Glasgow Wakefield Train
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The Scottish city of Glasgow has many facilities spread across the city that range from opera and ballet to football and curling. The city also has many museums and galleries, the most famous being the Kelvingrove Art Gallery and Museum and the Gallery of Modern Art. Most of Scotland's arts organisations are also based in Glasgow including the Scottish Ballet, the Scottish Opera, the National Theatre of Scotland, the Royal Scottish National Orchestra, the BBC Scottish Symphony Orchestra and the Scottish Youth Theatre. In 1990 Glasgow was declared European City of Culture in celebration of its cultural heritage.
Glasgow's many theatres include the King's Theatre, the Theatre Royal and the Citizens Theatre. The King's Theatre is primarily a receiving house for touring musicals, dance, comedy and circus-type performances. The theatre also provides a prominent stage for local amateur productions and also stages an annual pantomime, produced by First Family Entertainment.
If live music is what you are looking for then Glasgow also has many live concert venues, pubs and clubs including the Glasgow Royal Concert Hall, The Hydro, the Scottish Exhibition and Conference Centre (the SECC), Glasgow Cathouse. King Tut's Wah Wah Hut, the Queen Margaret Union and the Barrowland.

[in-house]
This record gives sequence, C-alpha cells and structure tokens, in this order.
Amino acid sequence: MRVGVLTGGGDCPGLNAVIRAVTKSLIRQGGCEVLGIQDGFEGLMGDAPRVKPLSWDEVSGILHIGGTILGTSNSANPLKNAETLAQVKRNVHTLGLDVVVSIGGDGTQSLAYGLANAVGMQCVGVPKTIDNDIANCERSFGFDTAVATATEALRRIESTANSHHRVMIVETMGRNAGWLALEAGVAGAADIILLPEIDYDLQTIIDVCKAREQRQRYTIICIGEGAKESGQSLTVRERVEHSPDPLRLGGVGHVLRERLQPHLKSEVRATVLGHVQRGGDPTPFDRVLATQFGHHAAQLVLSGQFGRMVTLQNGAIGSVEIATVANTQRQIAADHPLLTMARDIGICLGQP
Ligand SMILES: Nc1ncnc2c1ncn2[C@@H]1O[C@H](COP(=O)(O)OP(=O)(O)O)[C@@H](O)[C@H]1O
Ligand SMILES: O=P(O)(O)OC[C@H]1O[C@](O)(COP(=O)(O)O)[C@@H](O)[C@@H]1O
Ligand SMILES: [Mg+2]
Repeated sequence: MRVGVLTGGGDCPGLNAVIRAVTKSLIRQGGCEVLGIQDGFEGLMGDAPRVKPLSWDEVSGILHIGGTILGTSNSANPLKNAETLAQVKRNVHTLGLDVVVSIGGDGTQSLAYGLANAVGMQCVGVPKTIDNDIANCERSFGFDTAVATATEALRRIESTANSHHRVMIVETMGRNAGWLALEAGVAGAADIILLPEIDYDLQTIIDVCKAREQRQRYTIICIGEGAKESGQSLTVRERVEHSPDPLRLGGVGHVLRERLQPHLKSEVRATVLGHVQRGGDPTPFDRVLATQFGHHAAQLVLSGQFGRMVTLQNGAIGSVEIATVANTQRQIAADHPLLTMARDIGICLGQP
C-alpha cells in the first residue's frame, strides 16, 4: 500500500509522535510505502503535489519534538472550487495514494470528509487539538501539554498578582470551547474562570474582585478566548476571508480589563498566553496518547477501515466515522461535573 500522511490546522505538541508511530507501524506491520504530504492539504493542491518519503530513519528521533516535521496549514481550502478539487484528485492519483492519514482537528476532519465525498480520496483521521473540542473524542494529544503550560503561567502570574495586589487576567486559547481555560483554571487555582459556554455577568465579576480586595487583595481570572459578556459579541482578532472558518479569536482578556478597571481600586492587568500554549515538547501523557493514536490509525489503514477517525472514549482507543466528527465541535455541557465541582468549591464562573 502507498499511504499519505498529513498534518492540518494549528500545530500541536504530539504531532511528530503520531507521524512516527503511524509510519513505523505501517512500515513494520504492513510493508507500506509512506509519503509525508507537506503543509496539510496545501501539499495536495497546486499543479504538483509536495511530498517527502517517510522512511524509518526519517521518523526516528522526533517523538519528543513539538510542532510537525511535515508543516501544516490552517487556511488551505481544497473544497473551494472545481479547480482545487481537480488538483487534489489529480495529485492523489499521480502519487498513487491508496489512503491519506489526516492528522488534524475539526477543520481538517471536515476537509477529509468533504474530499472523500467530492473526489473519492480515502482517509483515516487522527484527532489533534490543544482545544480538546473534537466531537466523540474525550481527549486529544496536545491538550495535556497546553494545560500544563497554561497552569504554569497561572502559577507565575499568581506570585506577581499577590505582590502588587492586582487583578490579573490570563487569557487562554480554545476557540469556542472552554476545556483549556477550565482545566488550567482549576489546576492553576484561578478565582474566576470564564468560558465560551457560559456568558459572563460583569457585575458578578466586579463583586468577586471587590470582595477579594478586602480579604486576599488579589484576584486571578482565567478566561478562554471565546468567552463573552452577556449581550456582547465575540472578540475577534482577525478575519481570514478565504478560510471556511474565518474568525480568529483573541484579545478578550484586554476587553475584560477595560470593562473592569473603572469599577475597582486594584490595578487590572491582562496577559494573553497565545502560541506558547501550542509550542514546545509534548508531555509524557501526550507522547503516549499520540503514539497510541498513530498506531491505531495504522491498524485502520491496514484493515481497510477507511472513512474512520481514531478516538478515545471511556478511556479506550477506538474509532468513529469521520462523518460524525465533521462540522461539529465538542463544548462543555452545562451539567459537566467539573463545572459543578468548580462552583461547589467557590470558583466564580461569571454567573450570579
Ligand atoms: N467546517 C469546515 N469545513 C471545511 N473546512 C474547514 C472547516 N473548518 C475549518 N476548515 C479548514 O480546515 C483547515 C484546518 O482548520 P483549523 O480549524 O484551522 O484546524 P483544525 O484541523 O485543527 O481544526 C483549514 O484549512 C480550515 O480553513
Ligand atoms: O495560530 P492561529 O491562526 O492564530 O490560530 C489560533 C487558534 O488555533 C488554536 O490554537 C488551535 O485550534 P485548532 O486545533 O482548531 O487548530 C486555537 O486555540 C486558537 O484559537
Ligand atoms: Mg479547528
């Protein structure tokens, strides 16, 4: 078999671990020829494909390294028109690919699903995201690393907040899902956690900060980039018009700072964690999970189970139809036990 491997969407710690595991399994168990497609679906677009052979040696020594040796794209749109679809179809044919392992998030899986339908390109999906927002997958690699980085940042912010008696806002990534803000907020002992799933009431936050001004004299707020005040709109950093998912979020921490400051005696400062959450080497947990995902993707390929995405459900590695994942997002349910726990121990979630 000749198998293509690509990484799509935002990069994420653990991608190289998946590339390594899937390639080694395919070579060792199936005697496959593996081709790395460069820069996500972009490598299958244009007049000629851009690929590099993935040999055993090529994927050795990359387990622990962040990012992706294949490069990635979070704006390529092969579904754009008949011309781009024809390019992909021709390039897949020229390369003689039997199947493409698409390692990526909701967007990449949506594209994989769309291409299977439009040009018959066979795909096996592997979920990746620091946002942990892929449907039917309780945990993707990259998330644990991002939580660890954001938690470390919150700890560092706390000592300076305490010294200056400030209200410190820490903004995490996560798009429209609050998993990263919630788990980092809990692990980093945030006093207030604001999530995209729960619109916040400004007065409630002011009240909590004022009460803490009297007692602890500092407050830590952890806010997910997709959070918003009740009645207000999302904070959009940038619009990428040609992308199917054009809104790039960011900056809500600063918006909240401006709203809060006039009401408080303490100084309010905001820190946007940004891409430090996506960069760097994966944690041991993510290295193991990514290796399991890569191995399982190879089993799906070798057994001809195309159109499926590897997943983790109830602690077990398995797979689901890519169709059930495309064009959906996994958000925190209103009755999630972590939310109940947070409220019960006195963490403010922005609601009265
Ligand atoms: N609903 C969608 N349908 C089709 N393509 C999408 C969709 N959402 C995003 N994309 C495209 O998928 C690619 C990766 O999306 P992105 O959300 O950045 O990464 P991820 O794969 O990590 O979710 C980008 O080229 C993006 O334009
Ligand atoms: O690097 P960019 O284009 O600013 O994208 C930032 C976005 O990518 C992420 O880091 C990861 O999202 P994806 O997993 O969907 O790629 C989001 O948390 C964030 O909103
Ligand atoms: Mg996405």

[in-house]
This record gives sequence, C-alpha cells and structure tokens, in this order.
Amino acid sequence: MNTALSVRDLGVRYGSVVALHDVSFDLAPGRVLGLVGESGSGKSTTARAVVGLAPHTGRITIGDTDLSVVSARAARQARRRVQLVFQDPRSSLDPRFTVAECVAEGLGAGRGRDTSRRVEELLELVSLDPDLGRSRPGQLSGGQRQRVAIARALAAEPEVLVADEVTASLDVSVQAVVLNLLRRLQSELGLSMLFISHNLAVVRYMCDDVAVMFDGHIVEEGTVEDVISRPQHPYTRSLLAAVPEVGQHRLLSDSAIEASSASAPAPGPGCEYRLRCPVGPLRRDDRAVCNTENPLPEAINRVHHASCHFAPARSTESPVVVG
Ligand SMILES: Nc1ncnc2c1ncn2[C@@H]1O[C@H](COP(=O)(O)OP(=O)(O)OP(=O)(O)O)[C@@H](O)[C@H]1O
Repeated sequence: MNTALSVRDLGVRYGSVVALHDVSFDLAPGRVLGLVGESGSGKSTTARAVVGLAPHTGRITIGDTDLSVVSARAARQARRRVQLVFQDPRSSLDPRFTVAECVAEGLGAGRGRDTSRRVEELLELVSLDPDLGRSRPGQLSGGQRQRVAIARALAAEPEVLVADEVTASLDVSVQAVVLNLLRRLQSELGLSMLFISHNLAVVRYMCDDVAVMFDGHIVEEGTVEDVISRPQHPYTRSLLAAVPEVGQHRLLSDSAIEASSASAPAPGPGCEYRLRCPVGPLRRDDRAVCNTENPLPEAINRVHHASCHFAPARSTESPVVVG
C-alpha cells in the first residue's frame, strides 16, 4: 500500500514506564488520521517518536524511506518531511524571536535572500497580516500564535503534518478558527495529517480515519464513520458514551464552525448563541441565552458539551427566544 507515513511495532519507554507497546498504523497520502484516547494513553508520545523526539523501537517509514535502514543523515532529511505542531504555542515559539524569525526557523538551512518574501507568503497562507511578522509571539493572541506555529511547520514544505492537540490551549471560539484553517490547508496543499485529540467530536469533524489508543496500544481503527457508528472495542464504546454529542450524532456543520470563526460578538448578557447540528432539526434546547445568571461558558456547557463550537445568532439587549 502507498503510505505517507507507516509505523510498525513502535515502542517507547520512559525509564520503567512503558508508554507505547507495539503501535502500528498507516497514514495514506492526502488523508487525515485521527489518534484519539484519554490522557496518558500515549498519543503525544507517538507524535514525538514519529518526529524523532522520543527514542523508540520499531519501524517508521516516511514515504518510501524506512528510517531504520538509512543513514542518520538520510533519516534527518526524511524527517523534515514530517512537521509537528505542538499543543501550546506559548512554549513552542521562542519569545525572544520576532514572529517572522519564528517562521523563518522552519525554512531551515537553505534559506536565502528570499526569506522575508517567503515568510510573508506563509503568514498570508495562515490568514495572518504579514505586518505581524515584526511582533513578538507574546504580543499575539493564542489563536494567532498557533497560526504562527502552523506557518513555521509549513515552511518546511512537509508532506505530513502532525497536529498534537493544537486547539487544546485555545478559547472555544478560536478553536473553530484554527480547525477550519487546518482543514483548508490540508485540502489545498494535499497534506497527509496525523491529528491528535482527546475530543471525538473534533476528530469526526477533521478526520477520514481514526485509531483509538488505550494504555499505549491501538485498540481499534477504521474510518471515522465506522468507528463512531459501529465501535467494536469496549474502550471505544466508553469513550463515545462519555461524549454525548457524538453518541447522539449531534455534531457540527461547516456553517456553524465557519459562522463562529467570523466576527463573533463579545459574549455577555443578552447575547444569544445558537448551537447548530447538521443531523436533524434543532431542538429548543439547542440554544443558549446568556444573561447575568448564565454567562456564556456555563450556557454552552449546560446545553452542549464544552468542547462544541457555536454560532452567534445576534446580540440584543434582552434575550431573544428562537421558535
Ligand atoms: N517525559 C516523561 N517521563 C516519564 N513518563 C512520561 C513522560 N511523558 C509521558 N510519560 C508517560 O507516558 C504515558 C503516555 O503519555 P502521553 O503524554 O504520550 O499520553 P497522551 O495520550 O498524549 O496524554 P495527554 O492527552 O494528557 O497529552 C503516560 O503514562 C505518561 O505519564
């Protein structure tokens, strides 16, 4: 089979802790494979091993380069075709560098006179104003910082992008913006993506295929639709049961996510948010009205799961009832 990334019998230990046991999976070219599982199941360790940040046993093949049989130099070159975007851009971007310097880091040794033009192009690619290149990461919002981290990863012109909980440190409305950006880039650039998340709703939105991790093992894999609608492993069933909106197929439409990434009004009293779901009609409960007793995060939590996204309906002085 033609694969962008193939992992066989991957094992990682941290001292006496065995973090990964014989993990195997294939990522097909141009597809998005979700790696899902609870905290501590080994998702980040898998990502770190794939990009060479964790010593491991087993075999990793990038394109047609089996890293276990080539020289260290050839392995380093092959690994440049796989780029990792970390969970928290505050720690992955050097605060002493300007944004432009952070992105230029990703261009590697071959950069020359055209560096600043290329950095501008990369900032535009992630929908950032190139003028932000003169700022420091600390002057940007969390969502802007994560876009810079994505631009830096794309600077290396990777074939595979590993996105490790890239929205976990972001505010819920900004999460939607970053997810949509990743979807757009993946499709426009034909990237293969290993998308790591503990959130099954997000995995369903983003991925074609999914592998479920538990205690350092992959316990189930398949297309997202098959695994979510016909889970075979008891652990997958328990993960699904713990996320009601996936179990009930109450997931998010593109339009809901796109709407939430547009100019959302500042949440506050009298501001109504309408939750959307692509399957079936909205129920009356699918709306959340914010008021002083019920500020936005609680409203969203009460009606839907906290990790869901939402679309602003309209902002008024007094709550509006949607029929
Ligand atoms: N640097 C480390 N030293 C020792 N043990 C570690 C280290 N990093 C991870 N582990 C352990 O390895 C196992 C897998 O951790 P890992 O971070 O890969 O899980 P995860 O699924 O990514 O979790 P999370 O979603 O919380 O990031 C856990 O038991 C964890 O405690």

Located in the county of West Yorkshire, the city of Wakefield is at the centre of the United Kingdom's communications network with excellent transport links by road, rail and air to the rest of the United Kingdom. The Pennines lie to the west of the city which itself is located on the River Calder.
Local bus services are provided by Arriva and Stagecoach who offer passengers destinations throughout the city and beyond. A free city bus service is provided by Metro and the Council and is available in the city centre. The bus operates throughout the day on a circular route linking Wakefield's two train stations, the bus station and the main shopping areas.
The site of a battle during the Wars of the Roses and a Royalist stronghold during the Civil War, Wakefield developed in spite of setbacks to become an important market town and centre for wool, exploiting its position on the navigable River Calder to become an inland port. During the 18th century Wakefield continued to develop through trade in corn, coal mining and textiles, and in 1888 its parish church, with Saxon origins, acquired cathedral status.